Skip to main content
Research and innovation

The future of work

What this policy is, strategy, funded projects, latest news.

What is the future of work?

The future of work, workers and workplaces is at the focal point of public and policy interest. The world of work is changing fast and we want to make the most of economic opportunities while mitigating social risks.

The consequences of the COVID-19 pandemic have put a renewed focus on the core question: What will be the future of work, workers and workplaces?

There are many different aspects to the future of work:

  • quality of jobs and employment
  • social protection and next-generation manufacturing
  • the intersection of health and employment, as well as the platform economy
  • inclusive workplaces
  • reskilling and upskilling
  • human-machine collaboration

What the EU is doing and the role of research and innovation

A strong, fair and job-rich economy that works for people, providing both prosperity and social protection, is one of the top priorities of the European Commission.

The future of work is at the heart of the updated European Industrial Strategy which paves the way for transforming industry to build a green, digital and resilient economy for which research and innovation are key enablers. It also plays a pivotal role in the European Pillar of Social Rights Action Plan.

The Council of the European Union has identified the future of work as a field of action for European Research Area.

The Industry 5.0 initiative recognises the power of industry to achieve societal goals beyond jobs and growth to become a resilient provider of prosperity, by making production respect the boundaries of our planet and placing the wellbeing of the industrial worker at the centre of the production process.

A session in the European Research and Innovation Days on 24 June 2021 focused on how research and innovation can influence the future of work and support the existing strategies of the Commission.The conclusions of this session provide input for research and innovation policy in this area with regard to Horizon Europe, the current research and innovation programme. Many topics relevant to the future of work have already been included in the Horizon Europe work programme 2021-2022.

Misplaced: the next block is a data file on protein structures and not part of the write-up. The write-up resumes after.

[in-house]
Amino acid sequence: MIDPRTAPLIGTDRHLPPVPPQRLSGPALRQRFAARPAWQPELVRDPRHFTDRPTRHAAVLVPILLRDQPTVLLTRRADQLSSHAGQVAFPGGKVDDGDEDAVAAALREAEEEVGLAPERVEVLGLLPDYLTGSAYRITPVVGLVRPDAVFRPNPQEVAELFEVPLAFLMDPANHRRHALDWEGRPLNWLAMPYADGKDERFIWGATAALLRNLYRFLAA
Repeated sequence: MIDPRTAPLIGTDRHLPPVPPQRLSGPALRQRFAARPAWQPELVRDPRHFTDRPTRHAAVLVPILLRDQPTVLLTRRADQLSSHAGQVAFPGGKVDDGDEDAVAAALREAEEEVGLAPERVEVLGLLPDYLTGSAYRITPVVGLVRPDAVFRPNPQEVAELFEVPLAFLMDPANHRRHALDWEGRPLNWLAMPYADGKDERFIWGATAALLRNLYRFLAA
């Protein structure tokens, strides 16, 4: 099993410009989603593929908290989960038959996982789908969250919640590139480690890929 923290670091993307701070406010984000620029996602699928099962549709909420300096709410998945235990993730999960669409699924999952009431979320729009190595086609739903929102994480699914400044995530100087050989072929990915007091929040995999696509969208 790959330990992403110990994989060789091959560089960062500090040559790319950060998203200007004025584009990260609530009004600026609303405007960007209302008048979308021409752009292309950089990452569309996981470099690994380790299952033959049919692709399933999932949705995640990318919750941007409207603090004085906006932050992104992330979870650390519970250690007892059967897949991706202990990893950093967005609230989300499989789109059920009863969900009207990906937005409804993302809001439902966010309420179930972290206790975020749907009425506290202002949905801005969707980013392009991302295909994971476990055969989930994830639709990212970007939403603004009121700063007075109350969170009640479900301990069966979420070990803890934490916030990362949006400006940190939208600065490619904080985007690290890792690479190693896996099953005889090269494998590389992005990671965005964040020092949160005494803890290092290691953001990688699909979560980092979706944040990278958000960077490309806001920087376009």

The Commission already invested almost €1.9 billion in areas related to the future of work, including social protection and economic competitiveness, under its preceding research and innovation framework programme, Horizon 2020.

Why is it important?

The current state of the world of work is being challenged in many ways.

New disruptive technologies, automation and algorithmic management, societal challenges such as rising inequality or new digital business models that threaten traditional welfare mechanisms (such as the platform economy), pose questions to which Europe needs to find innovative answers.

Only through research and innovation will we be able to steer these developments, making sure they support rather than undermine a human-centric future of work.

Labour market developments, technological challenges and the consequences of the 2008 financial crisis also require a novel approach to employment and growth.

At the same time, unprecedented amounts of freedom, productivity and human enablement are possible through the twin digital and green transitions, as well as the ambitious goals set out in the European Pillar of Social Rights Action Plan

Funded projects

The EU has supported over 650 research and innovation projects in which approximately 3400 organisations have participated, providing a total of almost €1.9 billion through its Horizon 2020 research framework programme.

Under the Industrial Leadership section of the programme, projects have focused on the development of solutions and concepts for factory automation, strategies to secure and increase Europe’s industrial competitiveness and approaches to maximising collaboration between robotic and human workers: HUMAN, INCLUSIVE, MANUWORK, A4BLUE and Factory2Fit

Projects in the field of social sciences and humanities contributed by

  • qualitatively and quantitatively exploring the dynamics of inequality: TECHNEQUALITY, UNTANGLED, UPLIFT
  • identifying policy options for an inclusive industrial transformation: BEYOND4.0
  • designing policy contributions for improving labour market outcomes for disadvantaged groups: WorkYP, EXCEPT, NEGOTIATE.

Several projects have contributed with research, analysis and solutions to improve the working conditions for workers in the platform economy. A selection of projects can be found in the factsheet for EU-funded research on platform work.

Special attention was given to the development and impact of lifelong learning strategies and programmes: ENLIVEN, EduMAP, YOUNG_ADULLLT.

Investigating the effect and potential of digital technologies for youth was another focal point: DOIT, DigiGen.

Systematic solutions to mental health issues in the workplaces of the future were examined by projects such as EMPOWER, MINDUP, MindBot.

Recommendations concerning pandemic management and its impact on the economy were tackled by the RESPOND and SHARE-COVID19 projects.

Integrating the policy recommendations of these projects, making use of the frameworks they have developed and deepening their results in future Horizon Europe actions will be key to further strengthen their impact on the European approach to the future of work.

Publications

Latest